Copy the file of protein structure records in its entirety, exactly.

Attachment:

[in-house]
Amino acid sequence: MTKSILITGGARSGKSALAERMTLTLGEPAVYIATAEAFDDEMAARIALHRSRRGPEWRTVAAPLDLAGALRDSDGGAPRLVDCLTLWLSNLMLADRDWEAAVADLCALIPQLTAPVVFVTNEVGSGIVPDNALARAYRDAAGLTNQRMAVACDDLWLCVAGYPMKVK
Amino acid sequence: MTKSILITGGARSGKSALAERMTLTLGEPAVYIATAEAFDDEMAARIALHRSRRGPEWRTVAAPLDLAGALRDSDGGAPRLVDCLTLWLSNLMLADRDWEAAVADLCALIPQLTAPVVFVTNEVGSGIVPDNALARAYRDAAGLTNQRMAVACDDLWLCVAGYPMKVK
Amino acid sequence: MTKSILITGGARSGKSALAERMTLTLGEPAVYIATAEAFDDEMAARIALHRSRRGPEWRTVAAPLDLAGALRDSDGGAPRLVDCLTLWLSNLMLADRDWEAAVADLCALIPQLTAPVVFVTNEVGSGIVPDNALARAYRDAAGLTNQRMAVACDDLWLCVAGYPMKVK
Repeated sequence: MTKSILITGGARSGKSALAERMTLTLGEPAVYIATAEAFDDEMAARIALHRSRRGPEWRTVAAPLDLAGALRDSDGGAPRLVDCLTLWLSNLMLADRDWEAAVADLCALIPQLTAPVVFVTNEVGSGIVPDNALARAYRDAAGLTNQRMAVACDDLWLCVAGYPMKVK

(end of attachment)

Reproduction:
[in-house]
Amino acid sequence: MTKSILITGGARSGKSALAERMTLTLGEPAVYIATAEAFDDEMAARIALHRSRRGPEWRTVAAPLDLAGALRDSDGGAPRLVDCLTLWLSNLMLADRDWEAAVADLCALIPQLTAPVVFVTNEVGSGIVPDNALARAYRDAAGLTNQRMAVACDDLWLCVAGYPMKVK
Amino acid sequence: MTKSILITGGARSGKSALAERMTLTLGEPAVYIATAEAFDDEMAARIALHRSRRGPEWRTVAAPLDLAGALRDSDGGAPRLVDCLTLWLSNLMLADRDWEAAVADLCALIPQLTAPVVFVTNEVGSGIVPDNALARAYRDAAGLTNQRMAVACDDLWLCVAGYPMKVK
Amino acid sequence: MTKSILITGGARSGKSALAERMTLTLGEPAVYIATAEAFDDEMAARIALHRSRRGPEWRTVAAPLDLAGALRDSDGGAPRLVDCLTLWLSNLMLADRDWEAAVADLCALIPQLTAPVVFVTNEVGSGIVPDNALARAYRDAAGLTNQRMAVACDDLWLCVAGYPMKVK
Repeated sequence: MTKSILITGGARSGKSALAERMTLTLGEPAVYIATAEAFDDEMAARIALHRSRRGPEWRTVAAPLDLAGALRDSDGGAPRLVDCLTLWLSNLMLADRDWEAAVADLCALIPQLTAPVVFVTNEVGSGIVPDNALARAYRDAAGLTNQRMAVACDDLWLCVAGYPMKVK